The cost of disaster: Putting a price tag on climate change

©2012 Ann Goodman

Professor John Mutter

In this era of apparently mounting natural disasters worldwide—many, such as floods from hurricanes, likely related to changing weather patterns linked to climate change—one might ask: How much do such disasters cost? How are the costs calculated?
In fact, someone has asked—analyzing not just the cost of the event itself, but the larger economic costs linked to build-up and often long recovery.

“The public focus [of a disaster] is on the moment, the trauma of the extreme event,” says John Mutter, Professor of Earth and Environmental Sciences, as well as International Public Affairs, at Columbia University’s Earth Institute. “The economic loss focuses on that moment, too—what was actually lost at the time.”

However, that loss to the economy—the chain of production, consumption and everything that goes into it—doesn’t happen in a moment, but actually begins after, he says, “with losses that go beyond the value of the built structures trashed at the time, beyond the capital asset loss, to a deeper economic loss that happens over time.”

Three-pronged process

The theory of calculating disaster costs is just developing, as natural disasters become more prevalent; business can incorporate principles from a three-pronged process into new strategic thinking on what disaster is and how it might affect particular sectors or individual companies.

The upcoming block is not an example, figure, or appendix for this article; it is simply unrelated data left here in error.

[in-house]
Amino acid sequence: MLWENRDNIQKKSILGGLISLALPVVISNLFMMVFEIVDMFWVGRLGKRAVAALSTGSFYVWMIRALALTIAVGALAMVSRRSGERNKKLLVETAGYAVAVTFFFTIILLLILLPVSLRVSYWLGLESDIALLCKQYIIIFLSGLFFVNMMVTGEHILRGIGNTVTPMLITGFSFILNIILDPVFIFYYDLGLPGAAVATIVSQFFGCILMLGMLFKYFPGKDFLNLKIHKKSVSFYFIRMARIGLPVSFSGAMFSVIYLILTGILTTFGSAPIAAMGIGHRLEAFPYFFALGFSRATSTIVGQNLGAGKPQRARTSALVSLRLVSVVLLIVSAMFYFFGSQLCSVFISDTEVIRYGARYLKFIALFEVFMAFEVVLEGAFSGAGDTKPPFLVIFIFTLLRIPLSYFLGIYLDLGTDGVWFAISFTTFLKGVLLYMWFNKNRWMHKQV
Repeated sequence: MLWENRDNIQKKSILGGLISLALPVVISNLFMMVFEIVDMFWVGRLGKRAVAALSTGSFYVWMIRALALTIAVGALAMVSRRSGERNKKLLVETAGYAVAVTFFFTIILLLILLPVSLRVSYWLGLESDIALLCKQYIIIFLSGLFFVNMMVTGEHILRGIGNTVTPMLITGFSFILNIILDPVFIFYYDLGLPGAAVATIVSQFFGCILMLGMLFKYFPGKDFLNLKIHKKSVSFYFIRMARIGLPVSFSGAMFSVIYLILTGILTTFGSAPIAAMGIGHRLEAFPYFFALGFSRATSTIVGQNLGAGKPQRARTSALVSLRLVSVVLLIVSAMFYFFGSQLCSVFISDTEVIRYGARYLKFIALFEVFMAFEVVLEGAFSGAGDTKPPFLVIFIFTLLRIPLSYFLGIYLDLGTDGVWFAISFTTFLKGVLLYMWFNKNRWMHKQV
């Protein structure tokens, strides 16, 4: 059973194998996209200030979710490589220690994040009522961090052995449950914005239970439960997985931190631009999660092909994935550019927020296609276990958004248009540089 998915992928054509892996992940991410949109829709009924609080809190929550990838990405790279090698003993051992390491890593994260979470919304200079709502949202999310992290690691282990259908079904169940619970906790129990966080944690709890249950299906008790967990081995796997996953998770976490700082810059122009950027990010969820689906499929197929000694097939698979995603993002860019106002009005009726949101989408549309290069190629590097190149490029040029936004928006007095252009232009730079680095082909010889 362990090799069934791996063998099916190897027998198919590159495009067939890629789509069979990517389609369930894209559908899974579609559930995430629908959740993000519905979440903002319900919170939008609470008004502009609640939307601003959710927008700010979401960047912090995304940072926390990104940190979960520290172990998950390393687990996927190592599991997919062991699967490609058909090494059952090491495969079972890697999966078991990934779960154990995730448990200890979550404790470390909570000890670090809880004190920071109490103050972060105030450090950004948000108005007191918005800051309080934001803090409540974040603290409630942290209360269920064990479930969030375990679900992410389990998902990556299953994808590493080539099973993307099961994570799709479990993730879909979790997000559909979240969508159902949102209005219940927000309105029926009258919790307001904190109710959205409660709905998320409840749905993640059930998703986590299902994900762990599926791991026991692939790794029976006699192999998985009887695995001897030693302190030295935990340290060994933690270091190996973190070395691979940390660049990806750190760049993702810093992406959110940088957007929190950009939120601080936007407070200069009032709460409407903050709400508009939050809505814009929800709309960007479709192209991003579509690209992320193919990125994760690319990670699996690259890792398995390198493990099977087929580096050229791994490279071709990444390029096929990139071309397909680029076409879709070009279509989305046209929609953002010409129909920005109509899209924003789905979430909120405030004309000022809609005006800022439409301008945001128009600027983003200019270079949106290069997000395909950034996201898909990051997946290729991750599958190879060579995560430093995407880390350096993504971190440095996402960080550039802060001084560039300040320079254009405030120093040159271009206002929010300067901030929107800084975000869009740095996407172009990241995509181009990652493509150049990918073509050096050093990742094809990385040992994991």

In fact, a climate-related—or other–disaster is a process with three key parts: build-up, event and recovery.

The recovery period is where the really big losses occur, Mutter says, due to productivity losses, lost jobs, reduced spending on education and health care, among others. The challenge is to figure out how to speed up growth after the event itself—even to the point where the economy grows at a faster rate than before the disaster. That’s a tall order. And it’s virtually impossible to do in poor countries or regions, Mutter says.